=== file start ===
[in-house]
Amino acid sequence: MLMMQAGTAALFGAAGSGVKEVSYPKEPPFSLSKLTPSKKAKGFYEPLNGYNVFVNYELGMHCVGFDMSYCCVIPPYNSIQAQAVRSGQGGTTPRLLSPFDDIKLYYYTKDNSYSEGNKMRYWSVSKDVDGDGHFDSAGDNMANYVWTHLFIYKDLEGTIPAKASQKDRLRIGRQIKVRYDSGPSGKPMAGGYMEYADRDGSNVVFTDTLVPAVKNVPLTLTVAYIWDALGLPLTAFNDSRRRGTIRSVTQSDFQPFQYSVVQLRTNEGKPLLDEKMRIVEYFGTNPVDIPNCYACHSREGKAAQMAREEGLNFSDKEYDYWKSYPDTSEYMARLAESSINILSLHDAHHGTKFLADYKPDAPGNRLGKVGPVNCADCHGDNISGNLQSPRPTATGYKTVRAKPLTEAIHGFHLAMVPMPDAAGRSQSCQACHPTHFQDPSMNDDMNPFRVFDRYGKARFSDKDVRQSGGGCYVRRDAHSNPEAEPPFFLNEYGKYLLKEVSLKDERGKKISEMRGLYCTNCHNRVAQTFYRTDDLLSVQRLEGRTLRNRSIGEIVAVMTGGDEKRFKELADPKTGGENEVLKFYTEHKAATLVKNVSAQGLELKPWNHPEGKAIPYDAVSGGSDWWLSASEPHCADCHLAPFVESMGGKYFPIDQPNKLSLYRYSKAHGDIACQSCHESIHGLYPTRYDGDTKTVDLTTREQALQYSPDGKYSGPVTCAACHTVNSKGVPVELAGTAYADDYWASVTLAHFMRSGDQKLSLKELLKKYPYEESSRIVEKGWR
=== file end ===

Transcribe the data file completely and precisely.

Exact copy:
[in-house]
Amino acid sequence: MLMMQAGTAALFGAAGSGVKEVSYPKEPPFSLSKLTPSKKAKGFYEPLNGYNVFVNYELGMHCVGFDMSYCCVIPPYNSIQAQAVRSGQGGTTPRLLSPFDDIKLYYYTKDNSYSEGNKMRYWSVSKDVDGDGHFDSAGDNMANYVWTHLFIYKDLEGTIPAKASQKDRLRIGRQIKVRYDSGPSGKPMAGGYMEYADRDGSNVVFTDTLVPAVKNVPLTLTVAYIWDALGLPLTAFNDSRRRGTIRSVTQSDFQPFQYSVVQLRTNEGKPLLDEKMRIVEYFGTNPVDIPNCYACHSREGKAAQMAREEGLNFSDKEYDYWKSYPDTSEYMARLAESSINILSLHDAHHGTKFLADYKPDAPGNRLGKVGPVNCADCHGDNISGNLQSPRPTATGYKTVRAKPLTEAIHGFHLAMVPMPDAAGRSQSCQACHPTHFQDPSMNDDMNPFRVFDRYGKARFSDKDVRQSGGGCYVRRDAHSNPEAEPPFFLNEYGKYLLKEVSLKDERGKKISEMRGLYCTNCHNRVAQTFYRTDDLLSVQRLEGRTLRNRSIGEIVAVMTGGDEKRFKELADPKTGGENEVLKFYTEHKAATLVKNVSAQGLELKPWNHPEGKAIPYDAVSGGSDWWLSASEPHCADCHLAPFVESMGGKYFPIDQPNKLSLYRYSKAHGDIACQSCHESIHGLYPTRYDGDTKTVDLTTREQALQYSPDGKYSGPVTCAACHTVNSKGVPVELAGTAYADDYWASVTLAHFMRSGDQKLSLKELLKKYPYEESSRIVEKGWR